Box Brachiopod classification

Recent cladistic and molecular phylogenetic analyses have shown that the traditional split of the phylum Brachiopoda into the Inarticulata and Articulata is incorrect, and instead there are three subphyla, the Linguliformea, Craniiformea and Rhynchonelliformea. All three have quite different body plans and shell fabrics (Fig. 12.2). The linguliformeans contain five orders united by organo-phosphatic shells; the inclusion of the paterinides is the most problematic since the group shares some morphological characters with the rhynchonelliforms. The craniiformeans include three rather disparate groups with quite different morphologies but which together possess an organocarbonate shell. Most scientists now accept 14 articulated orders in the rhynchonelliformeans, not counting the chileides, dictyonellides, obolellides and kutorginides, mainly based on the nature of the cardi-nalia and the morphology of the other internal structures associated with the attachment of muscles and the support of the lophophore. Recently the more deviant chileides, obolellides and kutorginides have been added to the subphylum. In addition, the articulated taxa have been split into those with deltidiodont (simple) and cyrtomatodont (complex) dentitions; the former group includes the orthides and strophomenides whereas the latter include the spire bearers.

Cladistic-based investigations have developed a phylogenetic framework for the phylum (Williams et al. 1996), supporting the three subphyla (Fig.12.2); their defining characters are based on shell structure and substance. The mutual relationships among these groups are still unclear as are the relationships between the many primitive articulated and non-articulated groups that appeared during the Cambrian explosion together with the origin of the phylum as a whole (Box 12.2).

A data matrix containing all the data from Williams et al. (1996) is available at http://www. blackwellpublishing.com/paleobiology/.

Subphylum

Order

Key characteristics

Stratigraphie range

Craniiformea

Discinida Siphonotretida Paterinida Craniida Craniopsida Trimerellida Rhynchonelliformea Chileida

Dictyonellida

Linguliformea Lingulida Spatulate valves with pedicle usually emerging between both shells Acrotretida Micromorphic forms with conical ventral valve; dorsal valve with platforms

Subcircular shells with conical ventral valve and distinctive pedicle foramen Subcircular, biconvex valves with spines and elongate pedicle foramen Strophic shells with variably developed interareas

Usually attached by ventral valve; dorsal valve with quadripartite muscle scars Small oval valves with internal platforms and marked concentric growth lines Commonly gigantic, aragonitic shells, with platforms and umbonal cavities Strophic shells lacking articulatory structures but with umbonal perforation Biconvex valves with large umbonal opening commonly covered by a colleplax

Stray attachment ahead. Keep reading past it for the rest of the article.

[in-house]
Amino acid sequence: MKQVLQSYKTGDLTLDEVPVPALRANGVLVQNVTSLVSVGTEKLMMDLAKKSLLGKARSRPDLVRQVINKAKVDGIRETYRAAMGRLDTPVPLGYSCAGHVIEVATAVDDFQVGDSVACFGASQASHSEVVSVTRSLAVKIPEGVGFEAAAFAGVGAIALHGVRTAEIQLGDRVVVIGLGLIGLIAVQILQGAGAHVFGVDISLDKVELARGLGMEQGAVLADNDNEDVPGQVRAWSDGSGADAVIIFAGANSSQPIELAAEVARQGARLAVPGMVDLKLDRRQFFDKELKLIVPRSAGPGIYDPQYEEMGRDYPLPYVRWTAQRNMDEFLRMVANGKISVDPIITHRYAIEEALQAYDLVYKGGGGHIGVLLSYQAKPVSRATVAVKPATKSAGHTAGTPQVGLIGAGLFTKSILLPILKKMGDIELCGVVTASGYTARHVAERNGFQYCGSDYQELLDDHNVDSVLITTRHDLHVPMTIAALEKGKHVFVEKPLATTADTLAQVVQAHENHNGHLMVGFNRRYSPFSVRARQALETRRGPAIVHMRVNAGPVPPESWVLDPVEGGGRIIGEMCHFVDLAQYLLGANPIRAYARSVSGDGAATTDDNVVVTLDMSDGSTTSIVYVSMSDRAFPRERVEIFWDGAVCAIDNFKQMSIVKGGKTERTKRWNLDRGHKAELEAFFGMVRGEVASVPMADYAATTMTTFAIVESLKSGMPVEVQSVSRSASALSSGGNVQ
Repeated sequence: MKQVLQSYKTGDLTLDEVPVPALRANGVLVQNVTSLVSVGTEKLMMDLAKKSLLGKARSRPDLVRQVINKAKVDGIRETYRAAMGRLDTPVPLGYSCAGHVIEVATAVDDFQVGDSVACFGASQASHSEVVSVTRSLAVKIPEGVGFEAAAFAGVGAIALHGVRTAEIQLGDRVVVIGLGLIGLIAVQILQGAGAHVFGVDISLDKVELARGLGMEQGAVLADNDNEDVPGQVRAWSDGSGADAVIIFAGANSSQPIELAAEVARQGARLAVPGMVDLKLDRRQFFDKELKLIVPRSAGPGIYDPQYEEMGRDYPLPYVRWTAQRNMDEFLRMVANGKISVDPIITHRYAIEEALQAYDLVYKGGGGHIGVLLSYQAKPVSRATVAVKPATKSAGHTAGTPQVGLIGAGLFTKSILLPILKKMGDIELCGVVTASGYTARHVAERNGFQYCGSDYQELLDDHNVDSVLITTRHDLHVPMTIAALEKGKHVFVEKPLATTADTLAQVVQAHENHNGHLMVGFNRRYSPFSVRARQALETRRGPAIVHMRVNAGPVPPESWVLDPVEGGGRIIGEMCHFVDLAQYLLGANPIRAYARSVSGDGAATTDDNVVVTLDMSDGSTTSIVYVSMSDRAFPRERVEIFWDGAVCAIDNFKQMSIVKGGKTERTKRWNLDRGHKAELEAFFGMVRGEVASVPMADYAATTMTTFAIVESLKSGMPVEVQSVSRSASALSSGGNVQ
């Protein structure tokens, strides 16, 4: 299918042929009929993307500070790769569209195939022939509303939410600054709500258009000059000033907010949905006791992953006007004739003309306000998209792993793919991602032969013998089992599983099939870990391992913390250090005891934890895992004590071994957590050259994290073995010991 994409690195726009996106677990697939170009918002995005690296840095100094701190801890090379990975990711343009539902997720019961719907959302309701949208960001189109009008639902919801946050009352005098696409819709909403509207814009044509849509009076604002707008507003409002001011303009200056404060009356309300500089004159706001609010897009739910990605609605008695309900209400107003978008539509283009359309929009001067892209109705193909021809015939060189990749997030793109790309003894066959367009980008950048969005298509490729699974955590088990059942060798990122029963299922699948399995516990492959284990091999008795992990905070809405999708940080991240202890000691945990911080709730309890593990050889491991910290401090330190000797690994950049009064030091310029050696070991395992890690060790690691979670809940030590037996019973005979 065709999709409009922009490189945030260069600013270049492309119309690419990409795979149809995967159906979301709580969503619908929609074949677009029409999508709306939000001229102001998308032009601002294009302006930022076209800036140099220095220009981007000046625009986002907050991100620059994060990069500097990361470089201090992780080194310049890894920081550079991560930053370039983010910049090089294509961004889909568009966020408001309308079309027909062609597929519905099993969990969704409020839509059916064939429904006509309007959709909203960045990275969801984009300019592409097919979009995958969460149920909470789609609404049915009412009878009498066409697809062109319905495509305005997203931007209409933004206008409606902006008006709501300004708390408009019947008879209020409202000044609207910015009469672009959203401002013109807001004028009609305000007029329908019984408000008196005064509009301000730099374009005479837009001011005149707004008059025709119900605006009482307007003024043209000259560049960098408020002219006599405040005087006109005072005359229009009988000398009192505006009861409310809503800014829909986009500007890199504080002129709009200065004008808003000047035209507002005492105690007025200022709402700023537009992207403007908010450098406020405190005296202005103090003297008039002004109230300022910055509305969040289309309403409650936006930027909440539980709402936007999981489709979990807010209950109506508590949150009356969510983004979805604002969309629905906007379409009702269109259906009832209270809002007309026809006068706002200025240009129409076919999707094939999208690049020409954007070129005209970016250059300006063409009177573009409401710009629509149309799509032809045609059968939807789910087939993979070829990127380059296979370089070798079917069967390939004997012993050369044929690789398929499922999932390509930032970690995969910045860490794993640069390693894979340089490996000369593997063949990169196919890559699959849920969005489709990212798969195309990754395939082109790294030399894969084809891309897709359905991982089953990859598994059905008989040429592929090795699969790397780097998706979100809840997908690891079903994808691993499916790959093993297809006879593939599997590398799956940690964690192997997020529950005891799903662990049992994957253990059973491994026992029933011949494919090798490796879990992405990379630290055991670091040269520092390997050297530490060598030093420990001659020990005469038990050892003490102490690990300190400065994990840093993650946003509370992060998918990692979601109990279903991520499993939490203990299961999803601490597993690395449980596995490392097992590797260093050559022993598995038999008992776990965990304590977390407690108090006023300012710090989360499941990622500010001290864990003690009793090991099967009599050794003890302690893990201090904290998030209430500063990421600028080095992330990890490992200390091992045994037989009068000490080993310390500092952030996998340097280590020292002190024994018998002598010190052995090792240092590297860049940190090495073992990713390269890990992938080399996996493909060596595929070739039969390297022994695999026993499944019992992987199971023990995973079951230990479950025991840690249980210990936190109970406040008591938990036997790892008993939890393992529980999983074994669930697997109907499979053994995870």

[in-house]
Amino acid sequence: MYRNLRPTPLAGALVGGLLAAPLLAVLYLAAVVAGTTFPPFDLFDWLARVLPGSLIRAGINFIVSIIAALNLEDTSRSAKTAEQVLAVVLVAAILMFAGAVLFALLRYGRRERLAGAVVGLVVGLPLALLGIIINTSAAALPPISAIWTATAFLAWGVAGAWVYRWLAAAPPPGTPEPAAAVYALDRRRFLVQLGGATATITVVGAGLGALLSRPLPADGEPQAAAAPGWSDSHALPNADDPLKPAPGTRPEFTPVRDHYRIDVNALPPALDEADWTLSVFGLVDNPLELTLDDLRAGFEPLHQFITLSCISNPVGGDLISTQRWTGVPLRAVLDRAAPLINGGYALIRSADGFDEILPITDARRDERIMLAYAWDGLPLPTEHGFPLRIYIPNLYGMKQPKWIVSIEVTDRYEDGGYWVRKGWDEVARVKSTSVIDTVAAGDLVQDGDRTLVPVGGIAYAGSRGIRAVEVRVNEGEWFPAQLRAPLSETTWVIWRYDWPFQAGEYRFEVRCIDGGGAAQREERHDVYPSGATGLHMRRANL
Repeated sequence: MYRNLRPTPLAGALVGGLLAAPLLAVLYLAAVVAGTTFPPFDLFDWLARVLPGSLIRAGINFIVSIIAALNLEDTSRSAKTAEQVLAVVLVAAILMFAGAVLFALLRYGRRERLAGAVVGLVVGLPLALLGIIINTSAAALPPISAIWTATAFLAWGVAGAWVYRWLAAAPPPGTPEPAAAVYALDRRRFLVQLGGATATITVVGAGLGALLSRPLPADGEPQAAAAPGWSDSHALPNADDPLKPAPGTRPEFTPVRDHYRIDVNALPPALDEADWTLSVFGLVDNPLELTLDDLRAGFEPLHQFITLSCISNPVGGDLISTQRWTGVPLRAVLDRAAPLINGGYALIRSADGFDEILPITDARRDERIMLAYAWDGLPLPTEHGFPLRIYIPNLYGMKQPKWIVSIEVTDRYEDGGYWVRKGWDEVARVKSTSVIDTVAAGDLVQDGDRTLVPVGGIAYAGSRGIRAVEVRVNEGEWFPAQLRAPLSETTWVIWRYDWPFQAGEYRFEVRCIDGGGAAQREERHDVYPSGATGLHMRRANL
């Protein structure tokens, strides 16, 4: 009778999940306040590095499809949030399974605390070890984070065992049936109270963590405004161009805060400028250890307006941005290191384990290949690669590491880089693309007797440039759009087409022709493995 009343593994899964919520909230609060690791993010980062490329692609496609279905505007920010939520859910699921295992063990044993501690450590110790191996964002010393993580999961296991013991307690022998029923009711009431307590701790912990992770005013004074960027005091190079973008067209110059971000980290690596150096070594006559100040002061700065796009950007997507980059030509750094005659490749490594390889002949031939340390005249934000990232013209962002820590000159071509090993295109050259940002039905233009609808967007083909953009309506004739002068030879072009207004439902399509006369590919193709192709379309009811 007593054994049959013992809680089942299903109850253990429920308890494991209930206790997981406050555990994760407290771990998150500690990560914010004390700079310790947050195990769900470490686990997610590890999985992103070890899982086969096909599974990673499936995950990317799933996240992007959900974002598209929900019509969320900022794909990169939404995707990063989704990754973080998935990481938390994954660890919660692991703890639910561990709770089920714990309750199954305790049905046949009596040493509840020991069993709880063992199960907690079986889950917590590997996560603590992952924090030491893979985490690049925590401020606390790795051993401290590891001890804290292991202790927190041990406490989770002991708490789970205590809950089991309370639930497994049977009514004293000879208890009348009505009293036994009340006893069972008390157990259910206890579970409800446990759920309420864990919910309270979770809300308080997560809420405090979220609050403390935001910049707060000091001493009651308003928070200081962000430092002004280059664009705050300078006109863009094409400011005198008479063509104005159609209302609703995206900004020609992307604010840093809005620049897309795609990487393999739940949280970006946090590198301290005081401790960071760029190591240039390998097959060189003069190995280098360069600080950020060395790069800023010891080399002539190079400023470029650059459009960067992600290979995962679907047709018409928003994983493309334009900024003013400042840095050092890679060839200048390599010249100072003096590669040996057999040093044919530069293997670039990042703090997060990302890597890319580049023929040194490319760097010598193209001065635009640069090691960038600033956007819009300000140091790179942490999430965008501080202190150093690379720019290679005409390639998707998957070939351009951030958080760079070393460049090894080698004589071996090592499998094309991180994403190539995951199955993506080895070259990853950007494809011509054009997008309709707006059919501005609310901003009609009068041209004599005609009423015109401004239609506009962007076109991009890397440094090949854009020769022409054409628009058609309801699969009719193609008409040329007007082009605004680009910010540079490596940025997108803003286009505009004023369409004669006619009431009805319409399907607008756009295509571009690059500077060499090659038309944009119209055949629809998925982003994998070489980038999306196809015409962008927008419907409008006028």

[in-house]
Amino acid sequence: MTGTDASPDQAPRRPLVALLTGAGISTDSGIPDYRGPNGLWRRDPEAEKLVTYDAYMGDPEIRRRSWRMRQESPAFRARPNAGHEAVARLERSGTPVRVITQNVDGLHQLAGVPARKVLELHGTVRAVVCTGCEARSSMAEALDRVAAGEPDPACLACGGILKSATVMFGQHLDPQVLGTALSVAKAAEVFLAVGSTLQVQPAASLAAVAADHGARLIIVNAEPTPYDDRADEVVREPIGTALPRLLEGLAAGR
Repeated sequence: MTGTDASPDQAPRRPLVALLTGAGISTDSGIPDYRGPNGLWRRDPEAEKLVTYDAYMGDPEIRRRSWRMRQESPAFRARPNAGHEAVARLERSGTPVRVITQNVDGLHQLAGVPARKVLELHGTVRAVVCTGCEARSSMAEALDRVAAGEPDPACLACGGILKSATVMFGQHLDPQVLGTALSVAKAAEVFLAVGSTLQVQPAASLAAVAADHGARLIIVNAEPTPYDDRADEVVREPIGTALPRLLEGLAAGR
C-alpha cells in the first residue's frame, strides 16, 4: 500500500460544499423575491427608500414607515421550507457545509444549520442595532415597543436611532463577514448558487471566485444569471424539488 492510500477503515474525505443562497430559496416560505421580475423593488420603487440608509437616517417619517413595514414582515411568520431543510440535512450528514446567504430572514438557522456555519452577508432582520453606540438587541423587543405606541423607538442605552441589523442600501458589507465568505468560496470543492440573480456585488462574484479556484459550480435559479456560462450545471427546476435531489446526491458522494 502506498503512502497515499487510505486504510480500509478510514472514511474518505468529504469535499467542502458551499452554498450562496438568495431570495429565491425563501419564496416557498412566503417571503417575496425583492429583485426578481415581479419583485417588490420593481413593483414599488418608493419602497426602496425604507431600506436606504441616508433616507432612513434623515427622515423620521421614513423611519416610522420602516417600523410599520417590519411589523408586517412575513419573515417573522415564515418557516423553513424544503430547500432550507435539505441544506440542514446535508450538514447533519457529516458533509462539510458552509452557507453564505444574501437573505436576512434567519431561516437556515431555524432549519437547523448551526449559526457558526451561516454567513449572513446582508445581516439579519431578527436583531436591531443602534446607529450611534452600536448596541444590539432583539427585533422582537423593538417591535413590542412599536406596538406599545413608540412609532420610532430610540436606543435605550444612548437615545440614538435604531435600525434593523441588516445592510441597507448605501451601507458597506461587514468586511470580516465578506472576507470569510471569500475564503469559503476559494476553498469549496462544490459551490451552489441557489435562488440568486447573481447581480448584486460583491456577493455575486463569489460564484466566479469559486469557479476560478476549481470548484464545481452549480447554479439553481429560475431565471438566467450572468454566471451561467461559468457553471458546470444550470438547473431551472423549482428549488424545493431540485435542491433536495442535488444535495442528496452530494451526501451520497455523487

Naukatida Biconvex shells with articulatory structures and apical foramen Obolellida Oval valves with primitive articulatory structures

Kutorginida Strophic valves with interareas but lacking articulatory structures Orthotetida Biconvex shells, commonly cemented, with bilobed cardinal process Billingsellida Usually biconvex with transverse teeth and simple cardinal process Strophomenida Concavoconvex, usually with a bilobed cardinal process; recumbent life mode; cross-laminar shell structure with pseudopunctae Productida Concavoconvex valves with complex cardinalia; recumbent or cemented life mode; often with external spines Protorthida Well-developed interareas, primitive articulation and ventral free spondylium

Orthida Biconvex, usually simple cardinal process; pedunculate; delthyria and notothyria open Pentamerida Biconvex, rostrate valves with cruralia and spondylia variably developed Rhynchonellida Usually biconvex, rostrate valves with variably developed crurae Atrypida Biconvex valves with dorsally-directed spiralia and variably developed jugum Athyridida Usually biconvex valves with short hinge line and posterolaterally-directed spiralia

Spiriferida Wide strophic valves with laterally-

directed spiralia; both punctate and impunctate taxa Thecideida Small, strophic shells with complex spiralia including brachial ridges and median septum

Terebratulida Biconvex valves with variably developed long or short loops

Cambrian to

Recent Cambrian to Devonian

Ordovician to

Recent Cambrian to Ordovician Cambrian to Ordovician Ordovician to

Recent Ordovician to

Carboniferous Ordovician to

Silurian Cambrian

Ordovician to Permian

Cambrian

Cambrian

Cambrian

Ordovician to

Permian Cambrian to Ordovician Ordovician to Permian

Ordovician to Triassic

Cambrian to Devonian

Cambrian to Permian

Cambrian to Devonian

Ordovician to Recent

Ordovician to Devonian

Ordovician to Jurassic

Ordovician to Jurassic

Triassic to Recent

Devonian to Recent

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